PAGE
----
Last month, Kent Meridian High School Senior Blessing Mhlanga joined hundreds of students from communities across Washington for African American Legislative Day at the Washington State Capitol. The event brought a diverse set of voices and perspectives to Olympia to encourage young people to think about how they can improve their communities as future leaders. It was hosted by the Washington Christian Leaders Coalition and the A. Phillip Randolph Institute.
The event’s message resonated with Blessing, who will be attending Northwest University in Kirkland the fall and dreams of a career in politics and public service, “I want to be a public defense attorney because I feel strongly about advocating for those who can’t afford quality representation and I hope to one day become Governor for the State of Washington.” Blessing attended the event as a representative of the Men on the Move program based in Kent that mentors, empowers, and equips young men of color with the tools they need to succeed.
Washington’s current Governor, Jay Inslee, encouraged Blessing and every youth in Olympia that day to follow such dreams, “You are the future generation of leaders for this state.”
The keynote speaker, Danny Glover--the famous American actor, director, and political activist—echoed Inslee’s declaration with a message not to allow age or position in society to stop you from being part of changing communities and the world around you.
Glover urged young people in the audience to consider Dr. King’s book, Where Do We Go from Here: Chaos or Community? and how they envision themselves changing the world around them. He encouraged the audience to think about civic duty in a broad way: “We should all understand our responsibilities as not only citizens of this country, but also of our respective communities.”
Activist/Actor Danny Glover with Governor Jay Inslee
He was speaking from experience. When Glover was a young adult, around the age of many of the young people in the audience, the Civil Rights Movement was taking place. He said that “many young people were involved throughout the Civil Rights Movement because they also wanted to be a part of challenging the policies that affected the communities they lived in and that their children’s children would live in.” He remembers being inspired by Congressman John Lewis, when he was arrested for the first time after an organized sit in. Lewis was then also a young man and chairman of the Student Nonviolent Coordinating Committee (SNCC). Glover concluded by emphasizing, “In order to understand how to move forward in the present you have to understand the past and learn from those that have come before you.”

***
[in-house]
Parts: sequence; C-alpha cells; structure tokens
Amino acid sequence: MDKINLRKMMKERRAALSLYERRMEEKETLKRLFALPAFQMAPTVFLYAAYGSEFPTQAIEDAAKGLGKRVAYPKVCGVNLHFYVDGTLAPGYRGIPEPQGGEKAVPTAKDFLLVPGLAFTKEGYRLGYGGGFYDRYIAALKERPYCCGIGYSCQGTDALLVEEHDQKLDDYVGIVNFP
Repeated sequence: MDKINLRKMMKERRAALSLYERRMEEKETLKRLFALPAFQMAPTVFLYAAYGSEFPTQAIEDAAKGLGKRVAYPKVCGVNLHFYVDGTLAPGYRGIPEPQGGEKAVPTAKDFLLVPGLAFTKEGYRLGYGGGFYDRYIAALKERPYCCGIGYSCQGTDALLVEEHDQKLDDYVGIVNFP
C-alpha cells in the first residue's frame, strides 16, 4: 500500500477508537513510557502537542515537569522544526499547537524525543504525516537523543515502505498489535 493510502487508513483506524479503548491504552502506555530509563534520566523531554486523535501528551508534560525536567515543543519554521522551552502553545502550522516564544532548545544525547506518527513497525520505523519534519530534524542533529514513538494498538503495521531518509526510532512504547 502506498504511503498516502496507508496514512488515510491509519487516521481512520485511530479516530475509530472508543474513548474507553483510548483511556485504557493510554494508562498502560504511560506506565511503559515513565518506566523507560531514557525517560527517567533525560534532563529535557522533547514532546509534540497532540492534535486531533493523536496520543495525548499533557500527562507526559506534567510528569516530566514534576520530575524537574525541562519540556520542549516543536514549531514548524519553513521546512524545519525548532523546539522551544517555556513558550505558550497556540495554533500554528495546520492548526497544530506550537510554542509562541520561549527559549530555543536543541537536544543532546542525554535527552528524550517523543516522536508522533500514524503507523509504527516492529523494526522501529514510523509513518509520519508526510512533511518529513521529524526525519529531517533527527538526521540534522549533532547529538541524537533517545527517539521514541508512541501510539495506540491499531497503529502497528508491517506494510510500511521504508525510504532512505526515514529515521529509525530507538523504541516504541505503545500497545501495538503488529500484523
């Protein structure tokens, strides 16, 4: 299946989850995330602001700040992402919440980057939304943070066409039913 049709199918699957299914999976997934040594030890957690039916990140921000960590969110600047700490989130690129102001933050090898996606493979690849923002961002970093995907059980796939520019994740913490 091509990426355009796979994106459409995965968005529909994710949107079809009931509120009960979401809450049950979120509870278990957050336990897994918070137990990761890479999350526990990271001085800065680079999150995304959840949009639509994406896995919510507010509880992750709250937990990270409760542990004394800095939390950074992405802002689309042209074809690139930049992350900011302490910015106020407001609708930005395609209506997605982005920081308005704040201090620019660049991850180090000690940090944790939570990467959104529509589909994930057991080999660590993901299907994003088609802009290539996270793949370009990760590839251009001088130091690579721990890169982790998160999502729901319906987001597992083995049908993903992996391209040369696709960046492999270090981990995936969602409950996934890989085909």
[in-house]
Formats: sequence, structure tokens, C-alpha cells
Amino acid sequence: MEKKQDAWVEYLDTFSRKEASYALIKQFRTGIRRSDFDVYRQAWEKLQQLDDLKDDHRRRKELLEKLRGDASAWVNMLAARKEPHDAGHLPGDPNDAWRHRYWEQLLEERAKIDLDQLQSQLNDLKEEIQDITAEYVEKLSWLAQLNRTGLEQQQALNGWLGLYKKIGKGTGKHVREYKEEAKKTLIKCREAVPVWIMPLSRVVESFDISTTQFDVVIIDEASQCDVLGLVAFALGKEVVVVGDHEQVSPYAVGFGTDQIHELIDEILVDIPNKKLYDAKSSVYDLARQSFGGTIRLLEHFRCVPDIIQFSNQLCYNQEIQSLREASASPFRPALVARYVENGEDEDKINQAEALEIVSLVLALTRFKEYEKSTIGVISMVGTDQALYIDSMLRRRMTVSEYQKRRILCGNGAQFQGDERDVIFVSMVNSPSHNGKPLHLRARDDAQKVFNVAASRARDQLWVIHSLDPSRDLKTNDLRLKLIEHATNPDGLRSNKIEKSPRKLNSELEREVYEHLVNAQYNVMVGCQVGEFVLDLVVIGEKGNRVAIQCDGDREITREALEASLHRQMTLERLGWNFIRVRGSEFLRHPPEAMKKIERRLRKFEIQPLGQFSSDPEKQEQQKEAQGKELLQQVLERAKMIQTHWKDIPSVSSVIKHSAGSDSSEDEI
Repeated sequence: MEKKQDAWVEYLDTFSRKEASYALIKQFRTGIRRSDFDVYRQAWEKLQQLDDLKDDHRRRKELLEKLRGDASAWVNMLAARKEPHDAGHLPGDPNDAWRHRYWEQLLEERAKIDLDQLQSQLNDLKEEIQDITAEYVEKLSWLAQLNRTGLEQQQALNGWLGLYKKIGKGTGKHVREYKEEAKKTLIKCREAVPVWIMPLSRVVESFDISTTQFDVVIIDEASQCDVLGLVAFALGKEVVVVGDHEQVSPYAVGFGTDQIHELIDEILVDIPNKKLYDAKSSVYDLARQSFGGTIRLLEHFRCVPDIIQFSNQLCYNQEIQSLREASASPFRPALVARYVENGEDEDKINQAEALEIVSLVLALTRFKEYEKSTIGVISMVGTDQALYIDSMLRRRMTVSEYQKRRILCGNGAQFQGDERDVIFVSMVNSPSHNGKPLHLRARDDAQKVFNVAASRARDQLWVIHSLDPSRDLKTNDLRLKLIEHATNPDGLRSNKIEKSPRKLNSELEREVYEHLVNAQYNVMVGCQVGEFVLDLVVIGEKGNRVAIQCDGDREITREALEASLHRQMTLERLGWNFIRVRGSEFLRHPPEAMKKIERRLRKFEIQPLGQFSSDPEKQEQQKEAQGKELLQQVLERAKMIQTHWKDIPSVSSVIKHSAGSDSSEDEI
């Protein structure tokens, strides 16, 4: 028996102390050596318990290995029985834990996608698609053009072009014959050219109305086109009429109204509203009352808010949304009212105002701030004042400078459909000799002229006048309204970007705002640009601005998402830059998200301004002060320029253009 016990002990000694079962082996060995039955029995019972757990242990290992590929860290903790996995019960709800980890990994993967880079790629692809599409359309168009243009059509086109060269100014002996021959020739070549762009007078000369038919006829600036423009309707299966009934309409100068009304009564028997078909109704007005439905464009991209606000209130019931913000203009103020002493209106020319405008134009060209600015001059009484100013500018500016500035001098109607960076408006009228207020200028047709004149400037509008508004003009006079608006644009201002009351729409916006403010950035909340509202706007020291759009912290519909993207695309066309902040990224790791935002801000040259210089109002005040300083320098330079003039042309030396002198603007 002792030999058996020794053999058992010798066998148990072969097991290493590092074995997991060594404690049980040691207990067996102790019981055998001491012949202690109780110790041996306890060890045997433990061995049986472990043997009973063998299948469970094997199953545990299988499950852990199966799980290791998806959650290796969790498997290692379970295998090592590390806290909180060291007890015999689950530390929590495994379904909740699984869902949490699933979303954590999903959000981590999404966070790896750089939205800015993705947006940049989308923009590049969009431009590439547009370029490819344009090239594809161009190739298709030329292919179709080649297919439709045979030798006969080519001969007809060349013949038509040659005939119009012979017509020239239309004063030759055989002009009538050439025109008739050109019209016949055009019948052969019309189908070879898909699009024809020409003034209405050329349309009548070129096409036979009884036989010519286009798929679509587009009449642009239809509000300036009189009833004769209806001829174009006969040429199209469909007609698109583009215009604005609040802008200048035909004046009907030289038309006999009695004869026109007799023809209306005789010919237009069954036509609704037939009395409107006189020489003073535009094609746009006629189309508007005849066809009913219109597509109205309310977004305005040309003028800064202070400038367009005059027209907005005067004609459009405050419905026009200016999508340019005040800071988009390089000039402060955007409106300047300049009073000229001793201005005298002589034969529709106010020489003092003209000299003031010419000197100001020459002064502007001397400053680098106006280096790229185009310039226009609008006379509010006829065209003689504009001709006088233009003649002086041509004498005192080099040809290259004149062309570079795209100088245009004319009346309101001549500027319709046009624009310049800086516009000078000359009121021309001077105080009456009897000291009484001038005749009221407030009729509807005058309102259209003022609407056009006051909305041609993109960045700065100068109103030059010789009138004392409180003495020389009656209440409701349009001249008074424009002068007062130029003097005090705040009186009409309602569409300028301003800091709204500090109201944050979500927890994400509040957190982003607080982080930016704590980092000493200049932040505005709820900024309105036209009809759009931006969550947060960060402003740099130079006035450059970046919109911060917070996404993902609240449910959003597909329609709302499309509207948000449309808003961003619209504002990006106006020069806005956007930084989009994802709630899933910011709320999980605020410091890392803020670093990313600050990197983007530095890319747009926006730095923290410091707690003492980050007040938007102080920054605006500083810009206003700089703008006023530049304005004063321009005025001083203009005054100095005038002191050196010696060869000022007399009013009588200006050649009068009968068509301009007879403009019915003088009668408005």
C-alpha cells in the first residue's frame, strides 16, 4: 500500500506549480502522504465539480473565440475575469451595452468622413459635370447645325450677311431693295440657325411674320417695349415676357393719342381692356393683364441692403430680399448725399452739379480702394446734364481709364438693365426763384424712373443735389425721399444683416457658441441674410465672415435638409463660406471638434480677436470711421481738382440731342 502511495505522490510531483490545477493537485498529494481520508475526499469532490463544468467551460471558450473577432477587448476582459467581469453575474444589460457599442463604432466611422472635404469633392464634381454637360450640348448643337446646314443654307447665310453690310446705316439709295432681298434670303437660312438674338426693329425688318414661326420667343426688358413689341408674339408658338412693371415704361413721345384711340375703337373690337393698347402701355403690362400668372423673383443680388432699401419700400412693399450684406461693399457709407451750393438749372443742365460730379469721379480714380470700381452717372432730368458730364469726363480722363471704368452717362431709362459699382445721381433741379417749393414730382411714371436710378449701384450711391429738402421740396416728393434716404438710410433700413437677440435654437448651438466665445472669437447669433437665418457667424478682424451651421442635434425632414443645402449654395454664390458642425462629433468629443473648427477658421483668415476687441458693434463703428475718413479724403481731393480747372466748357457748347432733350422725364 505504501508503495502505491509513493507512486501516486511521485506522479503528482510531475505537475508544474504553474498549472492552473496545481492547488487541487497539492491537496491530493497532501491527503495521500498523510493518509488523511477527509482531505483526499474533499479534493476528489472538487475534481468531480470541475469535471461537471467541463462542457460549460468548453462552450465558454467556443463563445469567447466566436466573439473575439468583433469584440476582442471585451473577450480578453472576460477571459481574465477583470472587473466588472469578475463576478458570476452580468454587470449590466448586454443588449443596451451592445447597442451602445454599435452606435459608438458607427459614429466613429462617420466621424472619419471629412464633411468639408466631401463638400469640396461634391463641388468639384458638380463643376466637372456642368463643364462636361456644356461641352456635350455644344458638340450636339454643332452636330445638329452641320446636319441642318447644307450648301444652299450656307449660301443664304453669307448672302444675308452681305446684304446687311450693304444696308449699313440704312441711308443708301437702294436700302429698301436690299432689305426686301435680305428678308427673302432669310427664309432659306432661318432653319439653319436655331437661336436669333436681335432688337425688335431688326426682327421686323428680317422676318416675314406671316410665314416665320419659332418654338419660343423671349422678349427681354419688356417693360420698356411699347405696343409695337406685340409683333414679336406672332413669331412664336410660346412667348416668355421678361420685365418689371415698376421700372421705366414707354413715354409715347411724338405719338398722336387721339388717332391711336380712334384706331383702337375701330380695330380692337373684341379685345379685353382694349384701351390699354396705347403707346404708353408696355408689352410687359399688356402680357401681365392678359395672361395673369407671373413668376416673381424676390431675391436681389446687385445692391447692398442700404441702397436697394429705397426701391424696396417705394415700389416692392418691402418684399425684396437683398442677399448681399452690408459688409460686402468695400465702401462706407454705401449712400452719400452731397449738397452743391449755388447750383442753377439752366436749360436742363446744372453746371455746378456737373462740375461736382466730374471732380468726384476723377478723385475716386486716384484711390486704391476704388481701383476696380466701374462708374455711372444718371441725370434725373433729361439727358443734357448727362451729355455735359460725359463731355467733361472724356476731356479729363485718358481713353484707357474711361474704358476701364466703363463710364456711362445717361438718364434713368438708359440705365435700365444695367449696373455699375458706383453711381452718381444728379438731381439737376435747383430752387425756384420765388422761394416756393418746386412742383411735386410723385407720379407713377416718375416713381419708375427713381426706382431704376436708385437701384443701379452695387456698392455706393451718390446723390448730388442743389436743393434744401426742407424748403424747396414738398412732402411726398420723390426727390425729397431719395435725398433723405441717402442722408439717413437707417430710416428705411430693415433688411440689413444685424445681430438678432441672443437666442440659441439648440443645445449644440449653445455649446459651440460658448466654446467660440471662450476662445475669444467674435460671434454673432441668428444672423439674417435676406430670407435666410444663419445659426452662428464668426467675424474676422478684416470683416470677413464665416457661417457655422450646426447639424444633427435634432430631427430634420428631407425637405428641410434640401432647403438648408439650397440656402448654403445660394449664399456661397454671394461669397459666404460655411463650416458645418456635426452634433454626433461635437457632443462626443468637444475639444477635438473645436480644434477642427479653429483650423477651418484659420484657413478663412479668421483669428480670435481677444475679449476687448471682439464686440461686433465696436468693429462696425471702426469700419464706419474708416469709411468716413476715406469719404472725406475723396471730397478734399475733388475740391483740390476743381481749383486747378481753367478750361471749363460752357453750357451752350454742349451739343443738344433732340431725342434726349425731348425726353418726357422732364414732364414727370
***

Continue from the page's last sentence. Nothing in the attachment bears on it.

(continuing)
These were similar words from Federal Way Council Member Jesse E. Johnson, who last November became one of the state’s youngest city council members at age 28. “I observed a lot and learned a lot from elders. Don’t just take school as is. Go above and beyond. Keep educating yourself.” He said this was part of his blueprint for success.
Johnson centered his campaign around changing the narrative of what youth can do, “In Federal Way 64% of students of color don’t go onto 4-year colleges.” Johnson emphasized that young people of color running for office is a key part of changing those outcomes, “It’s an honor to be a part of making communities better and we need a lot more ME’s running for office and I am here to tell you that you can do it”.
Representative Eric Pettigrew, among the few black legislators in the Washington State legislature, rounded out the panel of speakers for the day. He highlighted how every young person can overcome difficult circumstances if they find something to believe in—starting with believing in themselves. He stressed that “a belief in yourself is an investment in the young people that are trailing behind you.” Rep. Pettigrew said such a belief helped him move from his youth in South Central Los Angeles during the infamous Watts riots--a period when tensions between the police and the citizens of South Central Los Angeles were at an all-time high—to a position where he is influencing policy that affects his South Seattle community and Washington State.
For young men like Blessing, who aspire to one day be in a position of power and influence to help underserved communities, hearing from local, state and national leaders that he can also be part of changing the narrative really allowed him to see first-hand that anything is possible, “Black lives need to be lifted and society needs to view black lives as equal to other races. Days like this allow ordinary students like myself to know that nothing is out of reach.”